R&B singer R. Kelly enters the Cook County Criminal Court Building in Chicago in 2008.
Three sets of parents claim that R&B singer R. Kelly is holding their daughters in an abusive "cult," according to a 4,800-word BuzzFeed News report published Monday morning (July 17). Three former associates of the singer also spoke with reporter Jim DeRogatis, repeating the parents’ accusations and adding details of their own — one says "he is a master at mind control."
Over the years Kelly has had multiple accusations of sexual misconduct leveled against him, including a 2008 case where he was acquitted on 14 charges of making child pornography; that case centered around a videotape that prosecutors alleged showed Kelly having sex with a 14-year-old girl. DeRogatis, who received the tape from an anonymous source in 2000 and turned it over to police, wrote the article that launched the investigation.
The new report claims that the young women fell under Kelly’s sway after being brought to him by their parents in an effort to further their musical careers, but that he then "brainwashed" them.
According to parents and the former associates, Kelly:
* keeps several young women at his homes in Atlanta and Chicago;
* replaces their cell phones with ones specifically used to communicate with him and forbids them to contact their families;
* requires they call him "daddy" and ask permission to leave the studio or their residences;
* films their sexual encounters with him;
* abuses them physically and verbally
The report withholds the identities of the young women but claims BuzzFeed News has verified their identities. The three former Kelly associates who support the parents’ claims — Cheryl Mack, Kitti Jones, and Asante McGee — say that "six women live in properties rented by Kelly in Chicago and the Atlanta suburbs, and he controls every aspect of their lives: dictating what they eat, how they dress, when they bathe, when they sleep, and how they engage in sexual encounters that he records."
While some of the parents, who have not seen their daughters for many months, have contacted police, the young women claim that they are not being held against their wills.
"[She] looked like a prisoner — it was horrible," one mother said of her daughter in the report. "I hugged her and hugged her. But she just kept saying she’s in love and [Kelly] is the one who cares for her. I don’t know what to do."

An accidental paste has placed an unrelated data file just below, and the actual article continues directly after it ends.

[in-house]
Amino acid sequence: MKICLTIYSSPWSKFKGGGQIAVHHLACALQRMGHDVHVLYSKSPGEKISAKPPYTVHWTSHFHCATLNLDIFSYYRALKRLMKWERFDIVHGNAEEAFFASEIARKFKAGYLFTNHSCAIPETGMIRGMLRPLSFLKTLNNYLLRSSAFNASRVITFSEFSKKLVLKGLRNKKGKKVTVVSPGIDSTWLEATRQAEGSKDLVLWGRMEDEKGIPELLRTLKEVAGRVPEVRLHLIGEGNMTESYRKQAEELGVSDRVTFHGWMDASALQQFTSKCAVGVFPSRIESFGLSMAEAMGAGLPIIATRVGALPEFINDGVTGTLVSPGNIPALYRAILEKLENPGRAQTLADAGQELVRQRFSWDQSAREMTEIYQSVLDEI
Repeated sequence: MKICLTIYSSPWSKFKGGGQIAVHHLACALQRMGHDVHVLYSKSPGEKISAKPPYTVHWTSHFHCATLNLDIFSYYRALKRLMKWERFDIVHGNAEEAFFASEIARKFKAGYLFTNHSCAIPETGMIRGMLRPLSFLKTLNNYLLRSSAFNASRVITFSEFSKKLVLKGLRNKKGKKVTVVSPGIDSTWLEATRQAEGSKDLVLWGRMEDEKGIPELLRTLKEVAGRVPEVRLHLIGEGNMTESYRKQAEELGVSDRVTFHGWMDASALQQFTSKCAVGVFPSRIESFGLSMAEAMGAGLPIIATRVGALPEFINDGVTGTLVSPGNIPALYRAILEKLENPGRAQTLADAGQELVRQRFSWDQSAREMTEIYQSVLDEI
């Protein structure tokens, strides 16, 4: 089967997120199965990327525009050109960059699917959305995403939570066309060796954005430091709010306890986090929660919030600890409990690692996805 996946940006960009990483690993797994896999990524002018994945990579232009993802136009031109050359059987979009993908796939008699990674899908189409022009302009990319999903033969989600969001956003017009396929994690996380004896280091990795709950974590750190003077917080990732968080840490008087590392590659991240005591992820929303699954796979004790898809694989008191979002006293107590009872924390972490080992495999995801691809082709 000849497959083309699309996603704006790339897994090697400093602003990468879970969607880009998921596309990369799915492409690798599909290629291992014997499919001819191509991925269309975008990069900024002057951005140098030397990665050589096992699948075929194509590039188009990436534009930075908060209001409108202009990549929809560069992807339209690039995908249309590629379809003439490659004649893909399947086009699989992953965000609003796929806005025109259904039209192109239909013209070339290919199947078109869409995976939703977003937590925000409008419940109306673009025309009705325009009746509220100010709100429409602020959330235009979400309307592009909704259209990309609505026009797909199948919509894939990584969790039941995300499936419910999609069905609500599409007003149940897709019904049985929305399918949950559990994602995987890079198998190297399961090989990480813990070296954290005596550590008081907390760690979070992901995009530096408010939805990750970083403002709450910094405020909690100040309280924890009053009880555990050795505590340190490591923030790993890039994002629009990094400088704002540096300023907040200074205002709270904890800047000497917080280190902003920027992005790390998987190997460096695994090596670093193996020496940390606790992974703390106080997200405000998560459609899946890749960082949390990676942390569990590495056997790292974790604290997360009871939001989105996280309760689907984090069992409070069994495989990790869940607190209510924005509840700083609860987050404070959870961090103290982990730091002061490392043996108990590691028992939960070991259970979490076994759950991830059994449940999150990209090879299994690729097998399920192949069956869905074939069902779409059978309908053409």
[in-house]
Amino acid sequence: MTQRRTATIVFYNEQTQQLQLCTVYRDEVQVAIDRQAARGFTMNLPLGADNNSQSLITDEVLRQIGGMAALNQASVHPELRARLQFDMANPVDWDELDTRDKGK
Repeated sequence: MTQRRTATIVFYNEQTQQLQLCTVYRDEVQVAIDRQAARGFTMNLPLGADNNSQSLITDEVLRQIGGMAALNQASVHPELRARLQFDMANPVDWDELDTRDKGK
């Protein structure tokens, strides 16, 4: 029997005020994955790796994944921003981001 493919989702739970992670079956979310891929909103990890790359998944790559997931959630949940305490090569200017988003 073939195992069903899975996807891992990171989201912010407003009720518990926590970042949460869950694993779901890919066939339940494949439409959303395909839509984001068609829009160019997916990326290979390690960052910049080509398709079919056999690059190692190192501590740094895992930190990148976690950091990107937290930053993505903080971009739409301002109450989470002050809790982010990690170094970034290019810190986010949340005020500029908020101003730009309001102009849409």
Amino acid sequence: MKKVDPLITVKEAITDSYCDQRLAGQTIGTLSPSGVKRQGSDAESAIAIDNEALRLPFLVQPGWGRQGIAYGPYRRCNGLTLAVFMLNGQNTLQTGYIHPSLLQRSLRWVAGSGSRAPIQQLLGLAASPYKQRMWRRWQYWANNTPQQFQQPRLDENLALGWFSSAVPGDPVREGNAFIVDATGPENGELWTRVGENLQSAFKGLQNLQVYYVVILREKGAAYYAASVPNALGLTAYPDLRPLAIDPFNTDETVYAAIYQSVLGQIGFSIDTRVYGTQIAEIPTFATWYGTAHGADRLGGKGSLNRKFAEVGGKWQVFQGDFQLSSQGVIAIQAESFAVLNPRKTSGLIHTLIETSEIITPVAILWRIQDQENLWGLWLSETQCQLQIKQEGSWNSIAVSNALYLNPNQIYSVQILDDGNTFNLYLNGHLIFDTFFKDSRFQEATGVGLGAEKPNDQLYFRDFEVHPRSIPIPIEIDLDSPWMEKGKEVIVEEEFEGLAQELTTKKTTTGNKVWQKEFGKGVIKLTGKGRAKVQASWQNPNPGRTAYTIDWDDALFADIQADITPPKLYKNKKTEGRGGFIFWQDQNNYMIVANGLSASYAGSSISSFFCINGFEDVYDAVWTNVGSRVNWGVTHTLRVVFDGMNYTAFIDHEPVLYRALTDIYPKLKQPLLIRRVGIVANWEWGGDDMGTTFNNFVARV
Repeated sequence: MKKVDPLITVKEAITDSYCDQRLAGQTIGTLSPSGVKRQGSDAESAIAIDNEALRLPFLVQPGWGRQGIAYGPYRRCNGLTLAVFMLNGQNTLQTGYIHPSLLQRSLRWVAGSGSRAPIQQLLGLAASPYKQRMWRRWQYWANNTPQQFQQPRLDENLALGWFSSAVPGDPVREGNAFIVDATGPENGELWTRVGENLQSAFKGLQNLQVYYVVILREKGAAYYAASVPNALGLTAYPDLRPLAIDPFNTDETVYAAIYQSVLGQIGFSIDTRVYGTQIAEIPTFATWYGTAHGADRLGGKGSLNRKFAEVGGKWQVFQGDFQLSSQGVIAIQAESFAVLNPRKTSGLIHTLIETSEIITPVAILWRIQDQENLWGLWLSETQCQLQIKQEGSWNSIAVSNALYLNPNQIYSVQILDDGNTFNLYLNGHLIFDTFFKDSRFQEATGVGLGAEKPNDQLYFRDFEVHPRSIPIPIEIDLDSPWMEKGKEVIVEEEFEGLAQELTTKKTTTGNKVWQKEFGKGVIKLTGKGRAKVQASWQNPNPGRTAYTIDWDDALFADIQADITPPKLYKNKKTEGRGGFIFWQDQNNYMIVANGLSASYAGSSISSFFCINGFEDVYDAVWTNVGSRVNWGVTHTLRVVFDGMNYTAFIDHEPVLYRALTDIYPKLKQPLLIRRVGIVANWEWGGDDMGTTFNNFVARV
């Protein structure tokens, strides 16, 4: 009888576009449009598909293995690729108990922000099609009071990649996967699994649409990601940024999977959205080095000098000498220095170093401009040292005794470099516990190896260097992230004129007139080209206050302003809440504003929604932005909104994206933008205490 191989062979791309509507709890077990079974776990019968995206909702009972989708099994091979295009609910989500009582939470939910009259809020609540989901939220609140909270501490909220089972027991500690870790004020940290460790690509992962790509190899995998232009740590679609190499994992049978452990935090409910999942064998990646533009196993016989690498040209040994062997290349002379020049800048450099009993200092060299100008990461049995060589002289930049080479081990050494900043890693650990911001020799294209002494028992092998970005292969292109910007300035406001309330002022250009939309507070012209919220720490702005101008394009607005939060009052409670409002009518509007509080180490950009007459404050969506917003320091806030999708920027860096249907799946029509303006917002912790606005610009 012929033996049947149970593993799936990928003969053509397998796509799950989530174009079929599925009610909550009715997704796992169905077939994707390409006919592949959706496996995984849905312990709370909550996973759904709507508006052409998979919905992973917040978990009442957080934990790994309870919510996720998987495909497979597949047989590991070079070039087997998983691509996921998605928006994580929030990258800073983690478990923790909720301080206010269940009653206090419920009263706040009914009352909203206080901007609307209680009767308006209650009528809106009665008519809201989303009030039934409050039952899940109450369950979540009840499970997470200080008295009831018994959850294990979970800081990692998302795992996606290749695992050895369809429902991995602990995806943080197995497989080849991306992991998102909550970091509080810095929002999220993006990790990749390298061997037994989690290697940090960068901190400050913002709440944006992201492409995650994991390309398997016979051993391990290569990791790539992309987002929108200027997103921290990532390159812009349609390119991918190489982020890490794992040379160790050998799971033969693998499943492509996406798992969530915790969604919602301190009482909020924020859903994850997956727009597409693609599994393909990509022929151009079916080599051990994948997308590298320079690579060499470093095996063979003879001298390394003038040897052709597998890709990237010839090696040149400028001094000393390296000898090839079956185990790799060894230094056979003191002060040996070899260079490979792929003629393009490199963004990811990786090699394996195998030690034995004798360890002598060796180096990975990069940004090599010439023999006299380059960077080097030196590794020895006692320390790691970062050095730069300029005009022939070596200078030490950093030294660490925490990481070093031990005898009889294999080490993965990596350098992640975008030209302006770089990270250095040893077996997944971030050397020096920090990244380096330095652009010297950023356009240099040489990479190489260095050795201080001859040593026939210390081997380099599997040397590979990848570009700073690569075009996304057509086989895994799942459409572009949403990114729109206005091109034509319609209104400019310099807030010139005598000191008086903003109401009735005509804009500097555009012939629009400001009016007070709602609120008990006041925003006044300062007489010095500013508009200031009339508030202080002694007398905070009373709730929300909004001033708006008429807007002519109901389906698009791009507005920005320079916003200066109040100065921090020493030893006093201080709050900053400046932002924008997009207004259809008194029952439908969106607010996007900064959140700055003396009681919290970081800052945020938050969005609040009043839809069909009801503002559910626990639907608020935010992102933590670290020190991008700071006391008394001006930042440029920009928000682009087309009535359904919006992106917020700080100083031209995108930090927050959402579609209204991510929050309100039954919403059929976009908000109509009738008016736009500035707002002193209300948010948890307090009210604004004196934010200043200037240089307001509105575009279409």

The report says that welfare checks by police in both Illinois and Georgia over the past year did not lead to charges, and that one of the young women told police she was "fine and did not want to be bothered."
While Kelly has been the target of multiple accusations of sexual misconduct — in 1994, he married singer/protege Aaliyah when she was 15 years old; the marriage was annulled — the 2008 trial dragged on for six-and-a-half years and was further weakened by the judge’s decision to focus solely on the sex tape and to exclude other claims. The BuzzFeed story says "a dozen or more civil lawsuits" against Kelly were settled out of court with cash payments from Kelly.
The singer was permitted to tour and record in the years between the sex-tape story’s publication and the 2008 decision — his popular "Trapped in the Closet" video/song series was released during this time — and public interest had largely waned by the time a verdict was reached. Interest revived in 2013 after a Village Voice interview with DeRogatis, but no further action ensued. Kelly has continued to tour and record with less frequency in recent years.
In a 2016 interview with GQ, the singer claimed he had been sexually abused by a relative as a child. He also declined to say whether he was the man in the sex-tape video at the center of the 2008 case.
The BuzzFeed report concludes with a comment from Linda Mensch, a civil lawyer in Chicago who represents Kelly. She and two reps for Kelly had not responded to Variety’s request for comment at press time.
"We can only wonder why folks would persist in defaming a great artist who loves his fans, works 24/7, and takes care of all of the people in his life," Mensch wrote. "He works hard to become the best person and artist he can be. It is interesting that stories and tales debunked many years ago turn up when his goal is to stop the violence; put down the guns; and embrace peace and love. I suppose that is the price of fame. Like all of us, Mr. Kelly deserves a personal life. Please respect that."
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